• noodlecake says:

        Artistic license: It looks good.

  3. Mr. Mister says:

    First thing I’m gonna do is try to change the texture of the flag on his equipement.

  4. Jimmy says:

    “Lifeless Planet?”
    “Lifeless Planet. Or is it?”
    “Unlifeless Planet”

  5. frightlever says:

    Similar vibe to Waking Mars on iOS.

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    Sunglasses give protection to our eyes from harmful rays of the s . This hard level can be passed by help from outdoors. The Mists of Pandaria actually takes place in the world of Azeroth. However the easiest and many typical method to generate SWTOR credit would be to take quests cheap swtor credits as well as missions.

  7. Film11 says:

    I thought this was a new version of COLOBOT at first, going by the screenshot. That was a good game.

    Someone should make that!

    • frightlever says:

      I just googled Colobot. Damn, that looks interesting.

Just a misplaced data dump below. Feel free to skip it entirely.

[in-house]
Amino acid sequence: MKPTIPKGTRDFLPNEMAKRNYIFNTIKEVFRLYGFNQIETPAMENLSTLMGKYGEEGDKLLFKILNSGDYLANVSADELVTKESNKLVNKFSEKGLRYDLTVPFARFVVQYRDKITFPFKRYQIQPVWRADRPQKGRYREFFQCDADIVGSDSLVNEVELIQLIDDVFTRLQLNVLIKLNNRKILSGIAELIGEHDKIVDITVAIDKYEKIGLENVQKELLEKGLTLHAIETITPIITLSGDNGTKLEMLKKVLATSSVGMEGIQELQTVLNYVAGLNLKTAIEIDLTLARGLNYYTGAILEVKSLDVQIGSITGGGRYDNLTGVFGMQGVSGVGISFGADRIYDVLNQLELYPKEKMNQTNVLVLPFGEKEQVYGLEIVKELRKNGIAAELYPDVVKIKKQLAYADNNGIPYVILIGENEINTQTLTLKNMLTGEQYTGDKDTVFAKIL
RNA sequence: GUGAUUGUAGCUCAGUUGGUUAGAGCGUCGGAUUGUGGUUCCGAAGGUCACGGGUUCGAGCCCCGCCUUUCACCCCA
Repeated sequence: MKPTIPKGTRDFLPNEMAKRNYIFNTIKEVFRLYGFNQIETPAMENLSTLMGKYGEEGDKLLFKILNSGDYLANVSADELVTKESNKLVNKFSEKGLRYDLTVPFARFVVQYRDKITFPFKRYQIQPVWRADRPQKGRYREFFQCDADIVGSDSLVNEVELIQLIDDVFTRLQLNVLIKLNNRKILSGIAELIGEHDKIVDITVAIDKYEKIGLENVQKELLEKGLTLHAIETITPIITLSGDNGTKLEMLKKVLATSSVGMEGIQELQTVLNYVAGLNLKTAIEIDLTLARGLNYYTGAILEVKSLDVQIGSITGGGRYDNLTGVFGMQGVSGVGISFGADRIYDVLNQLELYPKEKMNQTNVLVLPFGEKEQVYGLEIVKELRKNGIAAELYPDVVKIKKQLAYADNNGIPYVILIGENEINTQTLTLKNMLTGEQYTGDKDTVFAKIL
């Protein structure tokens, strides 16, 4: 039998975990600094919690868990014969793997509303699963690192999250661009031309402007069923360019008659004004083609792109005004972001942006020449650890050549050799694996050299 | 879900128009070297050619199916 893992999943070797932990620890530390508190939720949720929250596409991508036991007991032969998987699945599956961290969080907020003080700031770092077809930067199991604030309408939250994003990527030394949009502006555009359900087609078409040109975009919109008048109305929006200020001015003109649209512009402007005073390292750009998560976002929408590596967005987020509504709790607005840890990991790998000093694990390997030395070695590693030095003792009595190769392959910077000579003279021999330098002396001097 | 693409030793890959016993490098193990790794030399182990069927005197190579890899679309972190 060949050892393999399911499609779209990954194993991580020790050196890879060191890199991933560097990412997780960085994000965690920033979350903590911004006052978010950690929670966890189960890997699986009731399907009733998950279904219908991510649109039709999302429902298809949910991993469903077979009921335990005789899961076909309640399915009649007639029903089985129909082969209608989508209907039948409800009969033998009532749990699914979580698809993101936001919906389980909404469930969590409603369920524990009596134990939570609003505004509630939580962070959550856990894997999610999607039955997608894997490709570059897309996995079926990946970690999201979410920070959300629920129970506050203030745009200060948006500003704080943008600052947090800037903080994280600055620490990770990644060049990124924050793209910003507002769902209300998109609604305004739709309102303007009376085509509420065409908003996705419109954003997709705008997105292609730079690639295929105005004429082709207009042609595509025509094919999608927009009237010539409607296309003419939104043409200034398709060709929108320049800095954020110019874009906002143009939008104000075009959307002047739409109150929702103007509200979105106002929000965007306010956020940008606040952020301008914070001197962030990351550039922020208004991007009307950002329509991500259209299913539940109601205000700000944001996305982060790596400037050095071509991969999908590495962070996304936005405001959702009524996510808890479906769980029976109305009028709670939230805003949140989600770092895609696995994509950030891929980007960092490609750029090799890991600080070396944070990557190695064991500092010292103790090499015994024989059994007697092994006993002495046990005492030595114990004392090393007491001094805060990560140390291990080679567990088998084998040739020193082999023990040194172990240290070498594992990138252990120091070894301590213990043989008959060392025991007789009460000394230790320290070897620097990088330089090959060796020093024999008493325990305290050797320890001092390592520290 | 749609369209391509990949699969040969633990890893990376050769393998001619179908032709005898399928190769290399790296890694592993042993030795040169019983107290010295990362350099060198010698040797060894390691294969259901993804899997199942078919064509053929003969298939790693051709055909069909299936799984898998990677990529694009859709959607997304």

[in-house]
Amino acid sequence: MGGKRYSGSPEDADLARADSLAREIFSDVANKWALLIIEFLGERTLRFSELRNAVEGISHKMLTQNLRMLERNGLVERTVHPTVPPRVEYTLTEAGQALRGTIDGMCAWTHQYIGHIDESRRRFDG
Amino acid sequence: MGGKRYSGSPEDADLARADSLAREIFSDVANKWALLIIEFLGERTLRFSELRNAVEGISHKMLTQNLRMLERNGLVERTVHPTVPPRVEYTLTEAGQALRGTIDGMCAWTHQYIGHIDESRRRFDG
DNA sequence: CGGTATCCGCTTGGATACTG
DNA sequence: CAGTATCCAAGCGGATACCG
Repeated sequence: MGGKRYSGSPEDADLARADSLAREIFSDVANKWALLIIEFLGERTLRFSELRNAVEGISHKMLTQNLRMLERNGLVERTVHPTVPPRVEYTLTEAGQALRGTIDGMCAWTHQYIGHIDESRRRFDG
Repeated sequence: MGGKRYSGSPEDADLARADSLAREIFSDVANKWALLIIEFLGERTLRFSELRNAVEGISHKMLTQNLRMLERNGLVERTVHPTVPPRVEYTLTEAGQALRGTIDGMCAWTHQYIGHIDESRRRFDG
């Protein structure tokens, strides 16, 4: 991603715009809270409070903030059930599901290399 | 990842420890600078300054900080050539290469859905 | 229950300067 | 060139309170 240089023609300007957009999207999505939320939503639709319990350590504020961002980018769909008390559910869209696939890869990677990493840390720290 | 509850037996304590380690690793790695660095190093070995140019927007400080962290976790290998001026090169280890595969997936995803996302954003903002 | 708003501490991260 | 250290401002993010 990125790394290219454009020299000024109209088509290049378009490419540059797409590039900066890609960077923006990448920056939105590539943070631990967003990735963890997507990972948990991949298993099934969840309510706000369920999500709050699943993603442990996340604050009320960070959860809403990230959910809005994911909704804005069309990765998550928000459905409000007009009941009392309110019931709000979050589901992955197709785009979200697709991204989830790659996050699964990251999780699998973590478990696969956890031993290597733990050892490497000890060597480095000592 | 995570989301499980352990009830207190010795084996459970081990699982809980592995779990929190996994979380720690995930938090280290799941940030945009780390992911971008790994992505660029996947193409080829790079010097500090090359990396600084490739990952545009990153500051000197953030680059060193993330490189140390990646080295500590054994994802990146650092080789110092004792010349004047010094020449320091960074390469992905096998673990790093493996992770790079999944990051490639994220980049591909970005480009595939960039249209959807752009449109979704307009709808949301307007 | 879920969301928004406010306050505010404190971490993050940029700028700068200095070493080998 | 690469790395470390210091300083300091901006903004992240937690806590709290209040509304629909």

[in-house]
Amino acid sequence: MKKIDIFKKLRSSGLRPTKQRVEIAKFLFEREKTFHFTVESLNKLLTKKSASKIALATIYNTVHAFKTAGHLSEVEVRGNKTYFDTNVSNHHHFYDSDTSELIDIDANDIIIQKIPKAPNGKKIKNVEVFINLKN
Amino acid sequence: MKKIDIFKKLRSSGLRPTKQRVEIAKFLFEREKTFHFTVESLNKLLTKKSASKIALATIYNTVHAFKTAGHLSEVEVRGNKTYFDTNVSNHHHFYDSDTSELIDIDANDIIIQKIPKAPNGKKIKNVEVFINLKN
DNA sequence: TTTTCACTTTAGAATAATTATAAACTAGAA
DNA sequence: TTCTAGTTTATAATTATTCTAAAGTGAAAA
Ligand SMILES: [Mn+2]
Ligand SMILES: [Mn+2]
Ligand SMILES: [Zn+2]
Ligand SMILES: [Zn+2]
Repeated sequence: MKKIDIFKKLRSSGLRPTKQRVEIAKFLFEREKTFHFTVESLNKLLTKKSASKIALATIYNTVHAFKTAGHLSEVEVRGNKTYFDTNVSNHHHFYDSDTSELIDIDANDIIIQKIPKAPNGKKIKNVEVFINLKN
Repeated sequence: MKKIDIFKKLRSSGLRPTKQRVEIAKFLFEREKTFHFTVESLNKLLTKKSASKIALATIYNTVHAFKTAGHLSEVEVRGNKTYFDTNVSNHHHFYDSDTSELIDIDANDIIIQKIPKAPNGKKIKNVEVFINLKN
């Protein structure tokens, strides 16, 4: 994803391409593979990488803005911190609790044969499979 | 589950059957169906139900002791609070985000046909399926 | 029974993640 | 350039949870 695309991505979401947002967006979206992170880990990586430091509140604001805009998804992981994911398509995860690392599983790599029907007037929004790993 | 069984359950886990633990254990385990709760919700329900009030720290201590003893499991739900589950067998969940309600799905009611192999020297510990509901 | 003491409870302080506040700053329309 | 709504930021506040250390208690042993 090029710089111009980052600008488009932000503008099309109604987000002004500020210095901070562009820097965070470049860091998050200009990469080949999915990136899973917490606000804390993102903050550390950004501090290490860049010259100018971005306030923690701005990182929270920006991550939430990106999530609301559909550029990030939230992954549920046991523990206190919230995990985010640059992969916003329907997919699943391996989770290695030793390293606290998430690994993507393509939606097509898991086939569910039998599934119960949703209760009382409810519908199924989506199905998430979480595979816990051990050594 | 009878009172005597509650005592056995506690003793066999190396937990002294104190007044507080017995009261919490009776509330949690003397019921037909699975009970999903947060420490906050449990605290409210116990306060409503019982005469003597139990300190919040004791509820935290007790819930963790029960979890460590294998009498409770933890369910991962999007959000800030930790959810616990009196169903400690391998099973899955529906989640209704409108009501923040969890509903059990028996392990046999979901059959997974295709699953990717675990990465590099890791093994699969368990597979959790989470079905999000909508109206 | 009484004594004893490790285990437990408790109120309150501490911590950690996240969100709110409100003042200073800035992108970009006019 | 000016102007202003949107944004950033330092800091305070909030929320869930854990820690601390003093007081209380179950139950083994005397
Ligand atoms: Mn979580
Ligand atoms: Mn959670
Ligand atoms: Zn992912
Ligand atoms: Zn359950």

http://en.wikipedia.org/wiki/Colobot

      http://www.ceebot.com/colobot/index-e.php

      Love the idea of a game that teaches kids to program while they play.

      And then I checked the price which appears to be 75 swiss francs, or approx fifty quid. Now I’m backing away from the game… slowly… avoiding eye contact…

      • Film11 says:

        Holy bananas, I don’t remember it costing that much when I bought it. For a game more than a decade old they’re pushing it a bit. I suppose it’s use is mainly educational though, so there you go. Apparently there’s a new version called Ceebot as well, although there seems to be multiple versions of that with no explanation as to what the differences are. Oh well.